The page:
Patiala House - Review

wogma rating: Watch when on TV (?)
quick review:

The more number of non-engineers/CAs/MBAs/doctors I meet, the more I hear, "oh I did my engineering for my parents, but this is (films/writing/dancing) where my heart lies. We have had many movies that comment on our inept system and control-freak older generation, they usually become a tad too dark. Patiala House keeps the balance towards being light. But completely messes up the good, strong start that it gives itself by going the clichéd route.



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Wogma Review

Either you or someone really close to you has been a victim of patriarchal monarchy. That makes the first half of Patiala House so easy to identify with. But in vain because the second half is diametrically opposite. Patiala House goes all filmy on us, not that it’s a surprise given the director's earlier ventures and that it is an Akshay Kumar film and that it is set in Punjab of the UK. Now there's a stereotype that justifies itself if there was one. And it is frustrating as a viewer.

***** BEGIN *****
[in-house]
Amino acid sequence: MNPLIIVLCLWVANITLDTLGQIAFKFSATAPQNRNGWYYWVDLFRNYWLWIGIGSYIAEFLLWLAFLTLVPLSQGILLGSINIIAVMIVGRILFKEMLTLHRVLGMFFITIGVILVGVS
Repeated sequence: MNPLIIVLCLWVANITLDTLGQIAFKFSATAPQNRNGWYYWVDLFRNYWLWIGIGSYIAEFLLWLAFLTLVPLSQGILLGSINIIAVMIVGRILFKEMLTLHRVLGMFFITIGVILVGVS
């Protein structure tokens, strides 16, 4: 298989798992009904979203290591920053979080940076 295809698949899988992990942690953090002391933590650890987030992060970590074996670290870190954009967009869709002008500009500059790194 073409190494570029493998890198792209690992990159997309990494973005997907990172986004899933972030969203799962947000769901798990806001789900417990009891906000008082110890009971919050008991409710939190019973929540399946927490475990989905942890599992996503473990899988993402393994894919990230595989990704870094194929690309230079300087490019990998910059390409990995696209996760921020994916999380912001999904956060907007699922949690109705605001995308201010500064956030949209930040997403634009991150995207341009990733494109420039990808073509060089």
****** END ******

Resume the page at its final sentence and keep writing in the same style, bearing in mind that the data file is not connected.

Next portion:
A well-established, decently-performed, smartly-edited, first hour sinks into mediocrity just as the characters are talking about trying to make most of their average lives. Here we start off with - - a brilliantly balanced view about racism, changing times, generation gaps, deep-rooted Indian culture, and its misgivings; - a pointer that each family has a a-la-Nirmala-from-Khoobsurat type strong and respected personality who keeps the family going and yet is the villain; - arguments for and against a characters and what made them the way they are; - a comment on human nature and how most of us are ready with a scapegoat to blame our failures on; - a woman's need to be a savior and how she invariably falls in love with the guy who she thinks needs her